THE WRITTEN WORD
I come into the peace of wild things
who do not tax their lives with forethought
of grief. I come into the presence of still water.
– Wendell Berry from “The Peace of Wild Things”
A few days ago, after reading one too many news stories, the ship of my soul sank to a depth it hadn’t visited in years. The view from where I sat was murky and bleak. The world seemed to be coming apart—more people dying every day from the coronavirus, other people filled with hatred and self-righteousness harming their neighbors, our leadership lackluster, at best, in attempts to curb the pandemic and bring unity. I wanted the world to be different than it is. I wanted us humans to be better than we are. And at the same time, I felt helpless to change anything.
Reality has a way of punching holes in our illusions and sinking our ideals, our fantasies about life and the world. And sometimes our soul goes down with our illusions. Energy and appetite had abandoned me. I could barely drag myself through the house to do the smallest of tasks.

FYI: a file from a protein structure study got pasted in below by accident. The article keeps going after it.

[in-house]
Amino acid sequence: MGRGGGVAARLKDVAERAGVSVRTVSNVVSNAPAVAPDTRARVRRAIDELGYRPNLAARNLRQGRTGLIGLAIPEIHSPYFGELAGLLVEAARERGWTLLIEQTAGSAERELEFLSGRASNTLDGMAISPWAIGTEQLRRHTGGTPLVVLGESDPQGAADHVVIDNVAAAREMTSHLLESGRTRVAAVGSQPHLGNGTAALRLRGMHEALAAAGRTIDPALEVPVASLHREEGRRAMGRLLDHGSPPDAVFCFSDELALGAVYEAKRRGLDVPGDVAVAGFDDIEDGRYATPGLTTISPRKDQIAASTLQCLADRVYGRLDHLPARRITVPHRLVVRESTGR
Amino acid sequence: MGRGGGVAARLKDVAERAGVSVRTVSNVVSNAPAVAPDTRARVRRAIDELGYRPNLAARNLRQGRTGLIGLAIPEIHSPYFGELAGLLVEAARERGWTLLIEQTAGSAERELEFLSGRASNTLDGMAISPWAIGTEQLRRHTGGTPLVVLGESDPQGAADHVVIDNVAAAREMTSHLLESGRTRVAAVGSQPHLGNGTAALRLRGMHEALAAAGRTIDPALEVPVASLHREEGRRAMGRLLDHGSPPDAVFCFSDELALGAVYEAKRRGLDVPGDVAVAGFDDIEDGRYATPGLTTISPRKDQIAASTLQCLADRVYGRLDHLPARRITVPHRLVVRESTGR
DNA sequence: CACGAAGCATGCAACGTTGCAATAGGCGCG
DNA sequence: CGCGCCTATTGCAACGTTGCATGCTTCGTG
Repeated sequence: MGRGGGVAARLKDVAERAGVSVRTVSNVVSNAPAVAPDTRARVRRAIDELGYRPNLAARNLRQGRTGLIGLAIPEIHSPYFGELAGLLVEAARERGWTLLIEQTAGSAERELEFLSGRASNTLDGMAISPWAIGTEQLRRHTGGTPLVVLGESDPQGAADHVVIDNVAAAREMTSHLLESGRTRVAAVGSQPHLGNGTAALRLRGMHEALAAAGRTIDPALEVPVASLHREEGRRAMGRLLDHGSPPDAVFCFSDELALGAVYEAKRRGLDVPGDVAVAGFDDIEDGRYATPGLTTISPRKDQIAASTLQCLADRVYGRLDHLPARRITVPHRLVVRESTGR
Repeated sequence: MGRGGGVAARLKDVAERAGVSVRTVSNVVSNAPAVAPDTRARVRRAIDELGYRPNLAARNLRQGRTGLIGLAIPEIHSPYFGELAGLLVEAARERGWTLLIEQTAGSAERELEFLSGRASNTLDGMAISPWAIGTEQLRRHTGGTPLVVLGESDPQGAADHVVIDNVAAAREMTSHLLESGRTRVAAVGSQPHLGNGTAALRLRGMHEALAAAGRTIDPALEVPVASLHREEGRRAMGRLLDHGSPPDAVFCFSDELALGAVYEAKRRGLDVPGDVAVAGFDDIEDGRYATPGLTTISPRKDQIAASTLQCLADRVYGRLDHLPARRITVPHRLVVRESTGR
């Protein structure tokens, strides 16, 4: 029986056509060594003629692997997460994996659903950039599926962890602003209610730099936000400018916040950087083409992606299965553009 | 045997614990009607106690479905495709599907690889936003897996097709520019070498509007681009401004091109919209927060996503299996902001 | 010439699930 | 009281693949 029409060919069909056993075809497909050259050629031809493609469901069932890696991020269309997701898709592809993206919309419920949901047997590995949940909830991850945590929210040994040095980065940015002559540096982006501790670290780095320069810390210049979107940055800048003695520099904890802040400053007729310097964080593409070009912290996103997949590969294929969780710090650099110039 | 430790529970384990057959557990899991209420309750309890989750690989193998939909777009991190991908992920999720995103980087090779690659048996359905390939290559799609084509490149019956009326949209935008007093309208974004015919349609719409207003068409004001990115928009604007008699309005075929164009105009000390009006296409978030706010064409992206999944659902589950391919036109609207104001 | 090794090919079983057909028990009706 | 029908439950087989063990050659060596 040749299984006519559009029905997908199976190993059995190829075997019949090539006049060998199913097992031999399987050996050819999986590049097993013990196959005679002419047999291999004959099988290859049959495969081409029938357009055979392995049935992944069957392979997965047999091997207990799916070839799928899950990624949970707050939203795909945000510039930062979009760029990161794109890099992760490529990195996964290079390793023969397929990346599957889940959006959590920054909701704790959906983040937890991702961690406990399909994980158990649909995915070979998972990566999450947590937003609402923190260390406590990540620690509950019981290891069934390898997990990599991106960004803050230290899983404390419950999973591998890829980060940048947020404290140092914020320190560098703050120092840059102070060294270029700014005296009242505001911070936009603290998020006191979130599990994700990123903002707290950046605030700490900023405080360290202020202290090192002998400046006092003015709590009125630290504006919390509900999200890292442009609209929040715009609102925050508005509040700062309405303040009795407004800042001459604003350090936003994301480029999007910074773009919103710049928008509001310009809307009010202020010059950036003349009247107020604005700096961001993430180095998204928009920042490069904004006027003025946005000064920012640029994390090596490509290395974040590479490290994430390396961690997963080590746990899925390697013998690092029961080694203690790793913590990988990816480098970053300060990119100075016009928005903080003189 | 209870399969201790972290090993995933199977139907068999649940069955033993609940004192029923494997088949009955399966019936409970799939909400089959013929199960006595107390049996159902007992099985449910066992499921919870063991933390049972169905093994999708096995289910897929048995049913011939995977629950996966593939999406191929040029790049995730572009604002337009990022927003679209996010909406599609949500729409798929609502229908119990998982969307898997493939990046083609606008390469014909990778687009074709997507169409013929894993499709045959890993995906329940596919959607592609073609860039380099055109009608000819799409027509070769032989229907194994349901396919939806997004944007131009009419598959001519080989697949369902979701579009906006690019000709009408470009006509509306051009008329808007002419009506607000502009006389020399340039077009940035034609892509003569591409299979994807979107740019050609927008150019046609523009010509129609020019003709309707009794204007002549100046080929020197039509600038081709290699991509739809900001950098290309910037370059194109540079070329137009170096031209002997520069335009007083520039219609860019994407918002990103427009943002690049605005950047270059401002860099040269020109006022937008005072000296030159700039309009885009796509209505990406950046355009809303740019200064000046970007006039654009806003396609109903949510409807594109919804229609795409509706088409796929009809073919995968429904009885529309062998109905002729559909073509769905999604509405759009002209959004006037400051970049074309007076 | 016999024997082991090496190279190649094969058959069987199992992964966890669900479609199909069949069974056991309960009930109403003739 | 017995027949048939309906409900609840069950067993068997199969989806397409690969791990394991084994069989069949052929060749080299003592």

Then I stepped outside. As a friend of mine said, “Nature doesn’t know this is a crazy time.” There, Black-eyed Susans shining their sunny faces to anyone willing to appreciate them. Against my skin, the lightest touch of breeze. Finches arguing at the feeder. Butterflies and bees seeking the nectar of Salvia. And at the end of the day, a blazing sunset that finally brought me fully up from the underworld to see the colors dancing on the water’s surface.